The company informed those users through an in-app notification which lays out the changes in very broad terms: the updates to the policy include “more information about WhatsApp’s service and how we process your data, how businesses can use Facebook hosted services to store and manage their WhatsApp chats, [and] how we partner with Facebook to offer integrations across the Facebook Company Products.”
Upon further inspection, the updated policy makes clear that data collected by WhatsApp — including user phone numbers, “transaction data, service-related information, information on how you interact with others (including businesses) when using our Services, mobile device information, your IP address” and more are subject to be shared with other properties owned and controlled by Facebook.
The shift appears to be a dramatic about-face for WhatsApp, a company that contends “respect for your privacy” is coded into its DNA and made end-to-end encryption standard across all chats as of 2016.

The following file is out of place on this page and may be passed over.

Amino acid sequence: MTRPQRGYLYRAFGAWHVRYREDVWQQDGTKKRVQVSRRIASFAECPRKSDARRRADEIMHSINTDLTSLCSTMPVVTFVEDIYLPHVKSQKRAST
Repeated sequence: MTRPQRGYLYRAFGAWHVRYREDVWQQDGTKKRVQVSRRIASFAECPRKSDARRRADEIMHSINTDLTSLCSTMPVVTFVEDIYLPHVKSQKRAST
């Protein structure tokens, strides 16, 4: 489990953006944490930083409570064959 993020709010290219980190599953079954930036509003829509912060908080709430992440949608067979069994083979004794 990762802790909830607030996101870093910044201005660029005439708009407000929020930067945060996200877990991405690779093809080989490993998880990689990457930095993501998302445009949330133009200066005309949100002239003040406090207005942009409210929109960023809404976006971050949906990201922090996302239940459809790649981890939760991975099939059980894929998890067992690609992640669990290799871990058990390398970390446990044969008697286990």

That said, one could read the change in policy as a move toward greater openness — WhatsApp may have already been collecting and sharing all that data, before deciding to define the scope of the data involved in this most recent update. If that’s the case, a push for greater clarity has led mainly to more consternation.
WhatsApp has said other things, however. In a comment provided to PCMag, a spokesperson noted that — functionally speaking — very little would change for existing WhatsApp users, and that people who previously opted out of data sharing with Facebook back in 2016 will remain opted out, even upon acceptance of the new terms. In comments provided to Ars Technica in the wake of the news, Facebook has also said that the change is primarily focused on changing the way businesses interact with their customers on the platform. Meanwhile, Niamh Sweeney, WhatsApp director for policy for EMEA, noted on Twitter that users in Europe won’t have to worry about their data being shared with Facebook, at least for ads.